1
$\begingroup$

Let $x$ be an observation from $X\sim Bin(n,p)$. I want to estimate $p$ and use ML estimator, $\widehat{p}=\frac{x}{n}$. I also want to estimate the variance of the estimator $\widehat{p}$. It equals: $Var(\widehat{p})=Var(\frac{X}{n})=\frac{Var(X)}{n^2}=\frac{p(1-p)}{n}$. As we don't know $p$, it is often replaced by $\widehat{p}$ in the formula. We obtain: $$Var(\widehat{p})=\frac{\widehat{p}(1-\widehat{p})}{n}.$$ In my case, as $x=0$, $\widehat{p}=0$ and thus $Var(\widehat{p})=0$. We thus see that by approximating $p$ with $\widehat{p}$, we obtain a null variance. I will explain now why it's wrongly estimated. The reason why I get $x=0$ is because $p$ is low (but not null) and because the sample size $n$ is low. But when estimating $Var(\widehat{p})$, we approximate $p$ with $\widehat{p}=0$, which gives us a null variance.

How can we correct for that?

$\endgroup$
  • 1
    $\begingroup$ If you are confident that "$p$ should be low" (but not zero), a Bayesian approach suggests itself in which you assign a prior probability distribution to $p$ which reflects this knowledge. The resulting posterior variance will then be different from zero. $\endgroup$ – Christoph Hanck Jan 23 '18 at 13:24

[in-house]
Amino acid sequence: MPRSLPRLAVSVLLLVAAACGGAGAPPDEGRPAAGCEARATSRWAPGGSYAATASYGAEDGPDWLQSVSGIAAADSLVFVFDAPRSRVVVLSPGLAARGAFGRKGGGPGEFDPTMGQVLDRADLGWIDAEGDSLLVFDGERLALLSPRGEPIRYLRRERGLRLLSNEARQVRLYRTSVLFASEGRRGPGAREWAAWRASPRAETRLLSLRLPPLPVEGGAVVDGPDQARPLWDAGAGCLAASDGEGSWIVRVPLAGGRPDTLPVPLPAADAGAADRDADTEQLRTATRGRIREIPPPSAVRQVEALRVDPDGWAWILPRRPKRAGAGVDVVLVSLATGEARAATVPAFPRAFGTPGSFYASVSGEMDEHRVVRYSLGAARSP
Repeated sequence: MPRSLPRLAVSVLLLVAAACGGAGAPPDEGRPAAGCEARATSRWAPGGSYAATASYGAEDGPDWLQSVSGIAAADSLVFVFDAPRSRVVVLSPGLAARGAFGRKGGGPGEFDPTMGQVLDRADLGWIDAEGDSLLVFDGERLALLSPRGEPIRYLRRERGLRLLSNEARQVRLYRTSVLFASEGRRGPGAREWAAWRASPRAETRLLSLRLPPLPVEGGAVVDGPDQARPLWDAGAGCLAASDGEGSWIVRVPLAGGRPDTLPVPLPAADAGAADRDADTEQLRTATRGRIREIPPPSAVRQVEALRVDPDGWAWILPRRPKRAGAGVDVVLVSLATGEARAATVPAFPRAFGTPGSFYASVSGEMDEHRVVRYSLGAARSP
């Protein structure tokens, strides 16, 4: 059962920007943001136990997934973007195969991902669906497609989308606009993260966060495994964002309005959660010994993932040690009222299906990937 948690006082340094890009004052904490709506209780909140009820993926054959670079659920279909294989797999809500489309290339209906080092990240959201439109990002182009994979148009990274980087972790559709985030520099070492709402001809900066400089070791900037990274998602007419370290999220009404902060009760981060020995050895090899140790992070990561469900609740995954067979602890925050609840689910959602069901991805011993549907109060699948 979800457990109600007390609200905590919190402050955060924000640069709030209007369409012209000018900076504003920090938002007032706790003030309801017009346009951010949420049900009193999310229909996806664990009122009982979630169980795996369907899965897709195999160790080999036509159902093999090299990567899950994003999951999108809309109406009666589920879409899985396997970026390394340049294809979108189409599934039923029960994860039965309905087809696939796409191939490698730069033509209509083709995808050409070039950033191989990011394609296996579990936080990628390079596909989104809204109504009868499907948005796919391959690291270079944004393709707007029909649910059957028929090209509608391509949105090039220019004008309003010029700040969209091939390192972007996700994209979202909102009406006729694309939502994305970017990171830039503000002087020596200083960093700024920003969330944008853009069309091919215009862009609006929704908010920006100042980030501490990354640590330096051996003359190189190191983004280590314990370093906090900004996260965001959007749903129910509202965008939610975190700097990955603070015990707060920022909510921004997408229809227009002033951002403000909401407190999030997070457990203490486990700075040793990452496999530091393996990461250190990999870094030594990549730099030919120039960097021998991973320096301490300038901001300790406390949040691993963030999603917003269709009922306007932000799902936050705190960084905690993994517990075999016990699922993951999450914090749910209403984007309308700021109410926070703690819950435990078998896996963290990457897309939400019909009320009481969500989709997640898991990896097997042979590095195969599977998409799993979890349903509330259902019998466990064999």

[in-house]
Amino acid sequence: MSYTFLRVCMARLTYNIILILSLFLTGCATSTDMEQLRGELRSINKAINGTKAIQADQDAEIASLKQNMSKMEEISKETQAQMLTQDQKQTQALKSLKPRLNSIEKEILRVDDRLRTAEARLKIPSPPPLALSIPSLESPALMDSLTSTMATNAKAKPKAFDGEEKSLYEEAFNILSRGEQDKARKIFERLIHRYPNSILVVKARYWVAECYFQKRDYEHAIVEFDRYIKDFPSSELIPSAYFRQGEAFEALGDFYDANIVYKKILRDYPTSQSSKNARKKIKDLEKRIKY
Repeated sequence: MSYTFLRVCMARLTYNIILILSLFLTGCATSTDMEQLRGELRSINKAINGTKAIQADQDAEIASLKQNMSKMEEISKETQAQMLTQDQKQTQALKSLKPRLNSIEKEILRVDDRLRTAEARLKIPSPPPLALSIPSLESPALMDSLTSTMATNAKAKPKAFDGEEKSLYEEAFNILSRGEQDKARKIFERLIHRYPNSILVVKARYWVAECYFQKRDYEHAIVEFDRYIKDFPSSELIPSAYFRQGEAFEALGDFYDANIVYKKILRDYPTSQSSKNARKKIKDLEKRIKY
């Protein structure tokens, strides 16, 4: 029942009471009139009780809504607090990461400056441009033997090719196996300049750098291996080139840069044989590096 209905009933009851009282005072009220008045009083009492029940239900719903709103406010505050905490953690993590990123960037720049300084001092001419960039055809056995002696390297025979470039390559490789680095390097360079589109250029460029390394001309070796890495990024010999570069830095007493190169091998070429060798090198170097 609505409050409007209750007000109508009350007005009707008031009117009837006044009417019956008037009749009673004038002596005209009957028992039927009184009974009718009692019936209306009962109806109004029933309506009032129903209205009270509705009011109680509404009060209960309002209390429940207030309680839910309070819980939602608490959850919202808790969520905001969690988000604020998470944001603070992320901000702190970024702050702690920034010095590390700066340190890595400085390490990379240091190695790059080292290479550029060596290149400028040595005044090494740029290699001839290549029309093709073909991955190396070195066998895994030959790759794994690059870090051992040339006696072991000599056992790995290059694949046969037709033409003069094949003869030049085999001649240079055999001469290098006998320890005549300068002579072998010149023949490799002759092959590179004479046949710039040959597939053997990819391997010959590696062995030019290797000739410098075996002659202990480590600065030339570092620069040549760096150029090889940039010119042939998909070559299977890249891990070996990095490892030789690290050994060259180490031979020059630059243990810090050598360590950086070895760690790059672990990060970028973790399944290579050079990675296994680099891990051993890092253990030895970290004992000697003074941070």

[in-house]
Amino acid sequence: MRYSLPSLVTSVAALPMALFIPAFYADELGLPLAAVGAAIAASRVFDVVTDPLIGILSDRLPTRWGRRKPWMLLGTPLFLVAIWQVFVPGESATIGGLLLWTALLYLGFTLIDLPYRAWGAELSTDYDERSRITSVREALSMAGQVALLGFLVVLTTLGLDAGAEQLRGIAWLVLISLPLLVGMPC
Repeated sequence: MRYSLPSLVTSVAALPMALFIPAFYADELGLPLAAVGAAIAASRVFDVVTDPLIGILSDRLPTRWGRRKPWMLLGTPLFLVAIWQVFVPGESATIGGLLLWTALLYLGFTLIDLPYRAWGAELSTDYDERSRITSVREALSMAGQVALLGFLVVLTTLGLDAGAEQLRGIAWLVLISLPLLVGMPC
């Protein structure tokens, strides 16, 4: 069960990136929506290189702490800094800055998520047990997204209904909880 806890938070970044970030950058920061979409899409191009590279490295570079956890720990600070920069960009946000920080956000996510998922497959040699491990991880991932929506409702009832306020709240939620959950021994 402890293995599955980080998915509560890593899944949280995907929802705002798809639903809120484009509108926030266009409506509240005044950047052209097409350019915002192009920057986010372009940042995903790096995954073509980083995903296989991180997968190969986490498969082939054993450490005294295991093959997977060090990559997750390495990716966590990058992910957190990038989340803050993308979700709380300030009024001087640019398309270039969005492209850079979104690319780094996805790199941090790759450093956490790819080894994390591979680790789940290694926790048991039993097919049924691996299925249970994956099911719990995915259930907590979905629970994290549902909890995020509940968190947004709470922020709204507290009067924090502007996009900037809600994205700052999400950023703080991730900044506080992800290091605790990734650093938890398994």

• $\begingroup$ What kind of prior would you use? $\endgroup$ – Anthony Jan 23 '18 at 14:07
  • $\begingroup$ Probably a beta prior. $\endgroup$ – Christoph Hanck Jan 23 '18 at 14:08
  • $\begingroup$ See: stats.stackexchange.com/questions/82720/… $\endgroup$ – kjetil b halvorsen Dec 29 '18 at 17:55
0
$\begingroup$

Why do you need an estimator of the variance $np(1-p)$? Recommendations would probably depend on context. An easier problem is to construct a confidence interval, see Confidence interval around binomial estimate of 0 or 1. A simple ad-hoc solution to get a variance estimator when $X=0$ is to take the upper limit of that confidence interval, and base the variance estimate on that.

To find an unbiased variance estimate which is non-zero when $X=0$ is probably hopeless (unless it is sometimes negative!) Proving that would be an interesting exercise.

If these adhockeries are not good enough, then you could go for the Bayesian ideas mentioned in comments.

$\endgroup$

Your Answer

By clicking “Post Your Answer”, you agree to our terms of service, privacy policy and cookie policy

Not the answer you're looking for? Browse other questions tagged or ask your own question.